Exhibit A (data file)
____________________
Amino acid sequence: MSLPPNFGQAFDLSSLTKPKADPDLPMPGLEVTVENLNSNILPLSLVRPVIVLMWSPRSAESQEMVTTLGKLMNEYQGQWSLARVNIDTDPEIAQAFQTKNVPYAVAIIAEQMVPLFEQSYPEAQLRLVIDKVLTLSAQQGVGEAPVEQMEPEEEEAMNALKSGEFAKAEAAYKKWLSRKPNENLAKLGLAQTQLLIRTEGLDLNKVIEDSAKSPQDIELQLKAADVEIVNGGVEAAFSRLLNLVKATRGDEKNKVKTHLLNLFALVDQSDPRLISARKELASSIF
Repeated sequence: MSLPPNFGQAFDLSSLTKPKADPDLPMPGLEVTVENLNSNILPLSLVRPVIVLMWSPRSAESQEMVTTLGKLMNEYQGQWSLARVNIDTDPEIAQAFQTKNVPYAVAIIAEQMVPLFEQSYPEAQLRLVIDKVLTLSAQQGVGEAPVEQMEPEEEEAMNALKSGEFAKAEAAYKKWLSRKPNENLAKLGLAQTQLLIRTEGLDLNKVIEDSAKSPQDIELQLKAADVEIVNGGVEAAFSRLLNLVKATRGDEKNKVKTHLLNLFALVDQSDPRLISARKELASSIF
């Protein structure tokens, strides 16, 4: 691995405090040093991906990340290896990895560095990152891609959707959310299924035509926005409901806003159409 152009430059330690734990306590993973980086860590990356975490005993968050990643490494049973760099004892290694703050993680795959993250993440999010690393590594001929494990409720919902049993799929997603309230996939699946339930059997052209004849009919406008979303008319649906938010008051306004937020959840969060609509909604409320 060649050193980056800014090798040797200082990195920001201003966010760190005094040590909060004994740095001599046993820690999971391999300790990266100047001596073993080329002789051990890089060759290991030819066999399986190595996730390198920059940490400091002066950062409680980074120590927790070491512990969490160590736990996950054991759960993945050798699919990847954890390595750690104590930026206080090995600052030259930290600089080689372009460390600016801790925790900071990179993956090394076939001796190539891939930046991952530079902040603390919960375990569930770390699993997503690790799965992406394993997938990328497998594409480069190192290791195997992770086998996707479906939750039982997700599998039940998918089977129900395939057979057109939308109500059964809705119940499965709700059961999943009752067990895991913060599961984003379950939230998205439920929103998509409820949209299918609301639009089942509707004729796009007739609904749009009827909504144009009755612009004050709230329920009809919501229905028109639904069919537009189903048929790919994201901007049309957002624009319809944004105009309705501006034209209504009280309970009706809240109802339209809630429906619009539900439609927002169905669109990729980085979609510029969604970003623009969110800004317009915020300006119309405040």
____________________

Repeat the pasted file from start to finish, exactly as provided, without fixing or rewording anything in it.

Amino acid sequence: MSLPPNFGQAFDLSSLTKPKADPDLPMPGLEVTVENLNSNILPLSLVRPVIVLMWSPRSAESQEMVTTLGKLMNEYQGQWSLARVNIDTDPEIAQAFQTKNVPYAVAIIAEQMVPLFEQSYPEAQLRLVIDKVLTLSAQQGVGEAPVEQMEPEEEEAMNALKSGEFAKAEAAYKKWLSRKPNENLAKLGLAQTQLLIRTEGLDLNKVIEDSAKSPQDIELQLKAADVEIVNGGVEAAFSRLLNLVKATRGDEKNKVKTHLLNLFALVDQSDPRLISARKELASSIF
Repeated sequence: MSLPPNFGQAFDLSSLTKPKADPDLPMPGLEVTVENLNSNILPLSLVRPVIVLMWSPRSAESQEMVTTLGKLMNEYQGQWSLARVNIDTDPEIAQAFQTKNVPYAVAIIAEQMVPLFEQSYPEAQLRLVIDKVLTLSAQQGVGEAPVEQMEPEEEEAMNALKSGEFAKAEAAYKKWLSRKPNENLAKLGLAQTQLLIRTEGLDLNKVIEDSAKSPQDIELQLKAADVEIVNGGVEAAFSRLLNLVKATRGDEKNKVKTHLLNLFALVDQSDPRLISARKELASSIF
């Protein structure tokens, strides 16, 4: 691995405090040093991906990340290896990895560095990152891609959707959310299924035509926005409901806003159409 152009430059330690734990306590993973980086860590990356975490005993968050990643490494049973760099004892290694703050993680795959993250993440999010690393590594001929494990409720919902049993799929997603309230996939699946339930059997052209004849009919406008979303008319649906938010008051306004937020959840969060609509909604409320 060649050193980056800014090798040797200082990195920001201003966010760190005094040590909060004994740095001599046993820690999971391999300790990266100047001596073993080329002789051990890089060759290991030819066999399986190595996730390198920059940490400091002066950062409680980074120590927790070491512990969490160590736990996950054991759960993945050798699919990847954890390595750690104590930026206080090995600052030259930290600089080689372009460390600016801790925790900071990179993956090394076939001796190539891939930046991952530079902040603390919960375990569930770390699993997503690790799965992406394993997938990328497998594409480069190192290791195997992770086998996707479906939750039982997700599998039940998918089977129900395939057979057109939308109500059964809705119940499965709700059961999943009752067990895991913060599961984003379950939230998205439920929103998509409820949209299918609301639009089942509707004729796009007739609904749009009827909504144009009755612009004050709230329920009809919501229905028109639904069919537009189903048929790919994201901007049309957002624009319809944004105009309705501006034209209504009280309970009706809240109802339209809630429906619009539900439609927002169905669109990729980085979609510029969604970003623009969110800004317009915020300006119309405040």